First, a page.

Step 4: Wait.  Felicia had to wait for a few hours.  I could hardly believe it when my number was called (well, not called, but rather projected on a TV screen) after a mere five minutes of waiting.

Step 5: Hand everything to the employee.  She will hole punch all the papers that you brought and stick them into the clasps of your folder.  She will then fill out a piece of paper, hand you the carbon copy, and tell you to present it tomorrow when you come to retrieve your passport.

Step 5.5: Spend the afternoon enjoying Quito!  I’ll write (and it will be much more interesting than this) on this step in my next post.

Step 6: Return the next day and get your passport, which will contain a Ecuador visa page that is now enhanced with a registration stamp.  Done!

My day in the Amazon region

I couldn’t believe this was happening.  An entire class full of adults was staring at Felicia and I.  We were nervously splitting our gazes between their watchful eyes and the kabobs that had been placed in our hands.  They had been offered to us with such gusto!  In my short time in Ecuador, I’ve learned that Ecuadorians have a tremendous amount of pride in their country and everything that comes with it: the people, the scenery, the cuisine.  I’m pretty adventurous with my cuisine, but this was a first.  Chontacuro.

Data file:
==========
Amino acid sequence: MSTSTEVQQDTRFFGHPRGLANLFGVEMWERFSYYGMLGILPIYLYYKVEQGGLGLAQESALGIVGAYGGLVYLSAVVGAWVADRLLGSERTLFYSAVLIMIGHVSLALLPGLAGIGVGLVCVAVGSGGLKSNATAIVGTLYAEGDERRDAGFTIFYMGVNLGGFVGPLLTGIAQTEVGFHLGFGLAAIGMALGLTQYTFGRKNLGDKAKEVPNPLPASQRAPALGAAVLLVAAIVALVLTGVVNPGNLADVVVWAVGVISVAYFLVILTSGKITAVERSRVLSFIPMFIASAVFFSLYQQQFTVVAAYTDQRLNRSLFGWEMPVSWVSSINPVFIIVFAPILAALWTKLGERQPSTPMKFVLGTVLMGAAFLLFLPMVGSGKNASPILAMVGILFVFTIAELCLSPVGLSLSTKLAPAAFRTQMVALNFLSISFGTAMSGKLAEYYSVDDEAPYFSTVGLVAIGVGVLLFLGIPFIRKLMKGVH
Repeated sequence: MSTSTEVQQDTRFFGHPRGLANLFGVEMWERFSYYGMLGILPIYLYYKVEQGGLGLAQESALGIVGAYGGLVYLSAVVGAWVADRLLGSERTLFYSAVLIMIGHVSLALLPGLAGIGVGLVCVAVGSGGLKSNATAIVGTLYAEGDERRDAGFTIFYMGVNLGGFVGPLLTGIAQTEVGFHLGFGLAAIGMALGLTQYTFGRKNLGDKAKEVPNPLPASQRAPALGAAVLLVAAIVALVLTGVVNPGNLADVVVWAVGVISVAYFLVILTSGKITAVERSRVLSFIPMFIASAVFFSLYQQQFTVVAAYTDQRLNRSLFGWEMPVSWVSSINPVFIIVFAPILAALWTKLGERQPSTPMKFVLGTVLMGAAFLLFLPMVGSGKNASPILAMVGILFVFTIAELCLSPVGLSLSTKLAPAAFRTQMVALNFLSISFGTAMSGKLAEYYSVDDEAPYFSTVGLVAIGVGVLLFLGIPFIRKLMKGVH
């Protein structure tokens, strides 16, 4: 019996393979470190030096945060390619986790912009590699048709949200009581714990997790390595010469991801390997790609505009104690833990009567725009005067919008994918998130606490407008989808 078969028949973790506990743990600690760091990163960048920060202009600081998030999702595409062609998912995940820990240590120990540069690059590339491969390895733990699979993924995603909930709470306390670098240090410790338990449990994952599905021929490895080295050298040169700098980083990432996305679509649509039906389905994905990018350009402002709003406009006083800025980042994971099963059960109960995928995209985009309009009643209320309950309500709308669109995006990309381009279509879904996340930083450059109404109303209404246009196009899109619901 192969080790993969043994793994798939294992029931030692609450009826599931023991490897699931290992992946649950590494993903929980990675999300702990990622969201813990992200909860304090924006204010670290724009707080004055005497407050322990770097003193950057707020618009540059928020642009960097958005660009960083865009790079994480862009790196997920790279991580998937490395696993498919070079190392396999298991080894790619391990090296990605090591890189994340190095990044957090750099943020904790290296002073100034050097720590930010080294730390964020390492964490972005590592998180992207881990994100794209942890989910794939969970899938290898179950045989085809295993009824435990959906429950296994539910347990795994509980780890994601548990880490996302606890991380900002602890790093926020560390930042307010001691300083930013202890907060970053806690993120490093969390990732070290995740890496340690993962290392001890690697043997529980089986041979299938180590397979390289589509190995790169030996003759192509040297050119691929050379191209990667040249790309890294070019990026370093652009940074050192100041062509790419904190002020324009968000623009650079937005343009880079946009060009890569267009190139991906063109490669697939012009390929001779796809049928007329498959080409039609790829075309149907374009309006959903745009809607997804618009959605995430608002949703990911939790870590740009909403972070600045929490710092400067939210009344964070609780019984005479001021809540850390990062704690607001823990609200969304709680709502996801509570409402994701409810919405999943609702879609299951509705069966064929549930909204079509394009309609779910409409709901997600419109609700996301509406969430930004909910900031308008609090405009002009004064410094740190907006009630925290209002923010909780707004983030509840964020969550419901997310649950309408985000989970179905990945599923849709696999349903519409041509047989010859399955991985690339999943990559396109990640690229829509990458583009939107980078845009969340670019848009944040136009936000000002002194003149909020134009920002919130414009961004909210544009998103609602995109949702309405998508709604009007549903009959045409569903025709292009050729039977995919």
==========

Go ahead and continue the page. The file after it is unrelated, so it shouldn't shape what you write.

Yes, seriously.  Those worms.  They’re actually larvae of the Rhinoceros beetle, found inside the Chonta palm trees of the Amazon rainforest.  They are considered a delicacy and are eaten raw by the indigenous people, and enjoyed grilled by other Ecuadorians.  Delicacy or not, I was staring at a skewer that contained no peppers, pieces of steak, or mushrooms: just bugs.  And the students in this English class were looking at Felicia and I with smiles on their faces, so eager to see a few gringas who were helping teach their class just for that day take on more of Ecuador than we had really bargained for.  After many nervous giggles, a demonstration on how these insects are enjoyed (this woman turned the skewer to the side, held it to her mouth like a flute, then pulled one chontocuro to the end of the skewer using her teeth, finally facing her prey and chomping down on it) and a few empty count-downs, we did what any anthropologically savvy visitors would have done.

During the nervous laughter phase

It was not as bad as I thought it might be.  Pretty fatty.  Basically tasted like grilled chicken skin (another delicacy in Ecuador is pig skin… not a huge fan).  The worst part was this unexpected crunch that came from somewhere in the center of the bug’s head.  The students cheered us on as we did our best to not make a face, and after swallowing the larva, I figured “what the heck” and ate my second bug, then happily (with assurance that no Ecuadorians were offended in my handling of their delicacy) handed my kabob to the person beside me.